The art director on the Oscar-nominated and Annie award-winning film speaks about the creative process of bringing the animated story to life on the big screen.
Sanatan Suryavanshi: The Breadwinner was an ambitious project
Mumbai - 07 Apr 2018 17:00 IST
Updated : 09 Apr 2018 12:19 IST
Last year, a unique film, The Breadwinner, was released in theatres around the world. Set in Kabul, Afghanistan, the animated feature tells the story of a young girl, Parvana, who disguises herself as a boy to help her family after her father is taken away by the Taliban. As Parvana tries to sustain the family and free her father, she entertains her younger brother by telling him stories.
The international film (from Canada, Ireland and Luxembourg), directed by Nora Twomey, is based on the best-selling novel by Deborah Ellis. The film picked up a number of accolades around the globe for its artistic storytelling. It was nominated for an Academy award and a Golden Globe and was the best independent animated film at the Annie awards this year. The Los Angeles Film Critics also awarded it the best animation film of 2017.
Cinestaan.com reached out to Guru Studio who worked on the project to speak to its art director, Sanatan Suryavanshi, a Sheridan College alumnus, to learn more about the creative process and see how the beautiful sequences of the animated film were brought to life. Excerpts from the email interview:
This is the studio's first feature film project. How did you get involved as art director on The Breadwinner?
Stuart Shankly (assistant director), who had worked with Cartoon Saloon in Ireland as well as Guru Studio in Canada, made the initial introductions when the project was looking for co-production partners early in 2015.
I led a test Guru showcasing what we could bring to the light and atmosphere of the film and we pitched Nora Twomey and Andrew Rosen (executive producer). They liked what they saw, as well as our process, so we were brought on board and I was assigned as art director on Guru’s end.
What was the brief given to you when you began?
The brief was to figure out how best to create ‘Storyworld’ — the story within a story that had to replicate the look of paper cutout style but be achieved digitally.
This was an ambitious goal as it had a lot of moving parts. The finished product had to be visually compelling, capable of expressing the changing moods in the narrative and achievable technically — not to mention be within budget and schedule.
I worked extremely closely with Jeremy Purcell (sequence director) at Saloon, as well as Sheldon Lisoy (compositing supervisor) and Chris Fourney (technical director) at Guru to find solutions that led to these sequences looking the way they do.
What sort of references for look and colour did you use? Did you have to do any research before you started work?
The project involved a lot of research. To begin with, Jeremy provided us with a lot of great material that Saloon had already gathered during pre-production, including some gorgeous real paper cut footage created by Janis Aussel. I was also fortunate to have the Aga Khan Museum a short commute away which houses a tremendous collection of Islamic art.
On the light and paper cutout aspects, we looked at a lot of artists. Personally, I was particularly drawn to the works of Su Blackwell for their mood, Britney Lee for their exceptional design and several Broadway stage designers for their use of light to express different emotions within the same set.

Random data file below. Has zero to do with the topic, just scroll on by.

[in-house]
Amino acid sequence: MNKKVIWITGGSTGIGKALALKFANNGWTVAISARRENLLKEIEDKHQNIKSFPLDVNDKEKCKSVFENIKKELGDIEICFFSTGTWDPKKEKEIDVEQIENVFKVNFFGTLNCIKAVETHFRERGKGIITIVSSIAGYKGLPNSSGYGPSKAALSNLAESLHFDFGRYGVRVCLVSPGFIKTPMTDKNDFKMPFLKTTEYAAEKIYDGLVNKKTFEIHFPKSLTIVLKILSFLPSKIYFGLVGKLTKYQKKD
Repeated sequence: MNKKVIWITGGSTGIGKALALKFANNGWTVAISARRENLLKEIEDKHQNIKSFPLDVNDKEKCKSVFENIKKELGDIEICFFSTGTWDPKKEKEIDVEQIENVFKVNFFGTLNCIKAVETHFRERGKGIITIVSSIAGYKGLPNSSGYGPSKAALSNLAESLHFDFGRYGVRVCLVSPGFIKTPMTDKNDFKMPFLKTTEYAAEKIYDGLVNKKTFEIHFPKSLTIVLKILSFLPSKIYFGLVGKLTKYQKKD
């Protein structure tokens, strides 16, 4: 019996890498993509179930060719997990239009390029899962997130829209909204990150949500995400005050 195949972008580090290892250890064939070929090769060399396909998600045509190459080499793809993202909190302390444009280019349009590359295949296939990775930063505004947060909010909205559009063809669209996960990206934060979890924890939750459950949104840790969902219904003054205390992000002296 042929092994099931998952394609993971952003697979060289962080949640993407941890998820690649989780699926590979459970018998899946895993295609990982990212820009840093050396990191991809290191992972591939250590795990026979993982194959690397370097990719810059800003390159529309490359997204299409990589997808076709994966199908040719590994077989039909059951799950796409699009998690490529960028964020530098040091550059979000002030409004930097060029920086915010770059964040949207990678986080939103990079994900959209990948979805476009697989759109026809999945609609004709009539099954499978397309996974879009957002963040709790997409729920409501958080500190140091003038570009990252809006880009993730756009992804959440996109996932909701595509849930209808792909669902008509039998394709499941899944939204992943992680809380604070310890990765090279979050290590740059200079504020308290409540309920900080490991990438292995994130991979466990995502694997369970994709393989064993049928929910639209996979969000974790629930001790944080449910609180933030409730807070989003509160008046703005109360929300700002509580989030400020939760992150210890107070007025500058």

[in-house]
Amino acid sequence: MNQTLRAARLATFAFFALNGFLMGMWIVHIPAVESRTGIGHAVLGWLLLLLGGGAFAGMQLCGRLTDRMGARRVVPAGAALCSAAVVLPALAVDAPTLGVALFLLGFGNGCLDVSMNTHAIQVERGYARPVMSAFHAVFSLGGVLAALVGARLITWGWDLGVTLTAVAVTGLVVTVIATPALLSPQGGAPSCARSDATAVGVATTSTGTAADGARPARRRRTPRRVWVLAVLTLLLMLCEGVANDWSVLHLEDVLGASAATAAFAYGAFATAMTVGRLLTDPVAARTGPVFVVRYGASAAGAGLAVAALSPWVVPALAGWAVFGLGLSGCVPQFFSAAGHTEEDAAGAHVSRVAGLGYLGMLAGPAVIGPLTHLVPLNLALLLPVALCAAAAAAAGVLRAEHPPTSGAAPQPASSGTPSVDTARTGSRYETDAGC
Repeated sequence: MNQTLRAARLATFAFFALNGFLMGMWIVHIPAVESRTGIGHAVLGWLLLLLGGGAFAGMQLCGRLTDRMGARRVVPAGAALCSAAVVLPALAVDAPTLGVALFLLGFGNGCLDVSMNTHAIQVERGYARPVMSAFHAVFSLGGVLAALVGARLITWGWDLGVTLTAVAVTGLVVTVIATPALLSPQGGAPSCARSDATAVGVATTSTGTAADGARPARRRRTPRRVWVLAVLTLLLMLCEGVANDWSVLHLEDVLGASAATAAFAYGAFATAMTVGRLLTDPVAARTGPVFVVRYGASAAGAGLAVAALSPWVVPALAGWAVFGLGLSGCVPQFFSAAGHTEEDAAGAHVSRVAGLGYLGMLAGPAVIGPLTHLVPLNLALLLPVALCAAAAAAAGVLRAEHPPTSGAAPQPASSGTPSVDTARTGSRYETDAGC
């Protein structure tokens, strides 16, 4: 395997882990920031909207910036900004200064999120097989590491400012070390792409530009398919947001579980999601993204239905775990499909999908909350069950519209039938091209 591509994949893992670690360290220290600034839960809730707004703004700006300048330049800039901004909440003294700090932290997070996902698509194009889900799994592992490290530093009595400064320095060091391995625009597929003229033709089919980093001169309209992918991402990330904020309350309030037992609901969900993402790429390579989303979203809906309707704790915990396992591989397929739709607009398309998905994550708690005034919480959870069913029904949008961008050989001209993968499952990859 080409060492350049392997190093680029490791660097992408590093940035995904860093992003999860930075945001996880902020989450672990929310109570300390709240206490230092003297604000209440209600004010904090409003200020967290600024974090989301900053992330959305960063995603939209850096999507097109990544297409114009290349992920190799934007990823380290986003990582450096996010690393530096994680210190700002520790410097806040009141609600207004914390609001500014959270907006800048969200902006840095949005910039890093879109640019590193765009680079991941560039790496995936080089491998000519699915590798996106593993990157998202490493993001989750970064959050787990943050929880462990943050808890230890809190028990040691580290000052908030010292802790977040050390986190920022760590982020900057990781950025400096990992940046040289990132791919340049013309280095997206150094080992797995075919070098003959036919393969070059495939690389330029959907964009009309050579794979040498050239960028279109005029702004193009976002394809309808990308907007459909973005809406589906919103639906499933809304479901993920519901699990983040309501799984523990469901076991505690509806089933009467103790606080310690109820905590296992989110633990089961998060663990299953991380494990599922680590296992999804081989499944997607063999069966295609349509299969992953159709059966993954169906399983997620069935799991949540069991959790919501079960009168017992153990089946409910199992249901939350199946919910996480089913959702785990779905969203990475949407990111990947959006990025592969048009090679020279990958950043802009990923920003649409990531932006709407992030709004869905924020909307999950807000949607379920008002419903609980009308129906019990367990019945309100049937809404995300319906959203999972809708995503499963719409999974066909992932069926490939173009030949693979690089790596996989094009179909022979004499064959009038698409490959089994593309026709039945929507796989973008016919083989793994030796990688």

There are many story-within-a-story sequences which employ paper cutout style of animation. How did you and your team collaborate to achieve the look in those sequences?
The process began with Nora briefing me on her vision for the narrative outlining how she saw each sequence play out. I would then do several paintings visualizing these and pitch her and Jeremy a version of how the light and colour could support the storytelling goals.
Once we had something we were all happy with, executing the vision involved another layer of collaboration. I would brief Stefano Scapolan, the incredibly talented BG (background) supervisor at Saloon, on the colours required in the backgrounds and Sheldon Lisoy, compositing supervisor at Guru Studio, on the lighting. We would then have a lot of back and forth with one another constantly trying to solve creative and technical hurdles to achieve the art direction that had been established.
What were your biggest challenges on the film? Was it harder or easier to work on an international production like The Breadwinner?
Co-productions can be challenging at the best of times and especially so when they involve studios in a different time zone separated by an ocean. Jeremy and I certainly had some long days with me taking Skype calls at 4.30 in the morning in Toronto or him talking to me at 9 at night in Ireland.
This production was exceptional thanks to the incredible crew at both studios. We developed a lot of trust over the course of the project which translated into some interesting risk taking on both sides and ultimately work we are all really proud of.
Production on an animation film is usually lengthy. How long did you and your team work on the project?
Three of us started look development work on the project intermittently since 2015, but the larger Guru crew spanned about a year-and-a-half, finishing mid-2017.
The film was nominated for an Academy award and won the Annie award for Best Independent Feature Film. What do you think of the finished film and the feedback you have received from the public?
We are all thrilled with how well the film has been received.
What advice would you give someone who is looking to get into a career in animation?
I think it’s too early in my career to be giving out advice, but I remember vividly what the reality of my life was when I was pursuing animation in India and perhaps I can offer this: keep at it, because no matter how challenging it may seem some days, it is possible.